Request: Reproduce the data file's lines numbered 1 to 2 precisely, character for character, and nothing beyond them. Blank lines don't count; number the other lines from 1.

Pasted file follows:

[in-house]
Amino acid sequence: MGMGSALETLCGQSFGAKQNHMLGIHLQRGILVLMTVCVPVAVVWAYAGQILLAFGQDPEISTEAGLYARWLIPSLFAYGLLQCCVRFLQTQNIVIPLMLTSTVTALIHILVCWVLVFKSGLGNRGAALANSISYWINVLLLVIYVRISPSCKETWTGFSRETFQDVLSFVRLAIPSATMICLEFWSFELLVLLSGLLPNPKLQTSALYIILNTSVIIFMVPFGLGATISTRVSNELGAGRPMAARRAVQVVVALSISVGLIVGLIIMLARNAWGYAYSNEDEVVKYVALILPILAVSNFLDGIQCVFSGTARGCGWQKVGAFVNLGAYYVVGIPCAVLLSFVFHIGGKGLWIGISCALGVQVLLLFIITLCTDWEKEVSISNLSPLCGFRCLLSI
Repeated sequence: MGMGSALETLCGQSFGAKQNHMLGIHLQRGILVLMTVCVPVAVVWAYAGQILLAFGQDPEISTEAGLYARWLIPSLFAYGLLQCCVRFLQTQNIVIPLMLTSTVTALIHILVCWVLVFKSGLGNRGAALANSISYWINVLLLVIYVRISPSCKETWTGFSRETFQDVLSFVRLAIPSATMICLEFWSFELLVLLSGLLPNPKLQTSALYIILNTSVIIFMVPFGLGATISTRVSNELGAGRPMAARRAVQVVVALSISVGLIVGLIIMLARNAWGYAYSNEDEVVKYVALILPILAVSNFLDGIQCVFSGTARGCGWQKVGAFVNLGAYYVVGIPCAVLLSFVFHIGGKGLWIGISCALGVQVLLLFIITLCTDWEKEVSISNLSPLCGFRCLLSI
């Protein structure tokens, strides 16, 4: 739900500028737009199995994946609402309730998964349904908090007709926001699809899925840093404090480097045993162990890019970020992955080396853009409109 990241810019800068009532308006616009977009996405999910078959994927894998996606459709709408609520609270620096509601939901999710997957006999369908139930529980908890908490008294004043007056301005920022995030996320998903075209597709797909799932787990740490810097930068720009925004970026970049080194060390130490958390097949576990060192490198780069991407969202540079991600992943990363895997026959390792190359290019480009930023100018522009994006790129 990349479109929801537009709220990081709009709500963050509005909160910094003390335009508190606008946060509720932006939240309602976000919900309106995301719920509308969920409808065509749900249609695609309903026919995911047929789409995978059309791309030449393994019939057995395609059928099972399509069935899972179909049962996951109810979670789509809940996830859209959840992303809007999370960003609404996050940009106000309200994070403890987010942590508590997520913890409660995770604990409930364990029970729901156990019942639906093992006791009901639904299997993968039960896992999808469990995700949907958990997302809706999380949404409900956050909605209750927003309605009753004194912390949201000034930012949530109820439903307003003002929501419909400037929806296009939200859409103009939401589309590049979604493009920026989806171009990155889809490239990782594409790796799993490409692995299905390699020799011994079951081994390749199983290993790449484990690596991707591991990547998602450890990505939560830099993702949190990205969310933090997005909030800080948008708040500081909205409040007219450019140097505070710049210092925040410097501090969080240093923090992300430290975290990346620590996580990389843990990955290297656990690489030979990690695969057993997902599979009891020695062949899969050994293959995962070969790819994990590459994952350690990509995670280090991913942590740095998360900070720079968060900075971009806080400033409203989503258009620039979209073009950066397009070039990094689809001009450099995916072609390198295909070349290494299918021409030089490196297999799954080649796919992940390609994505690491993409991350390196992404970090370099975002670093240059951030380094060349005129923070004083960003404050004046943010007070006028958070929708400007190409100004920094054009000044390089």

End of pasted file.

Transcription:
[in-house]
Amino acid sequence: MGMGSALETLCGQSFGAKQNHMLGIHLQRGILVLMTVCVPVAVVWAYAGQILLAFGQDPEISTEAGLYARWLIPSLFAYGLLQCCVRFLQTQNIVIPLMLTSTVTALIHILVCWVLVFKSGLGNRGAALANSISYWINVLLLVIYVRISPSCKETWTGFSRETFQDVLSFVRLAIPSATMICLEFWSFELLVLLSGLLPNPKLQTSALYIILNTSVIIFMVPFGLGATISTRVSNELGAGRPMAARRAVQVVVALSISVGLIVGLIIMLARNAWGYAYSNEDEVVKYVALILPILAVSNFLDGIQCVFSGTARGCGWQKVGAFVNLGAYYVVGIPCAVLLSFVFHIGGKGLWIGISCALGVQVLLLFIITLCTDWEKEVSISNLSPLCGFRCLLSI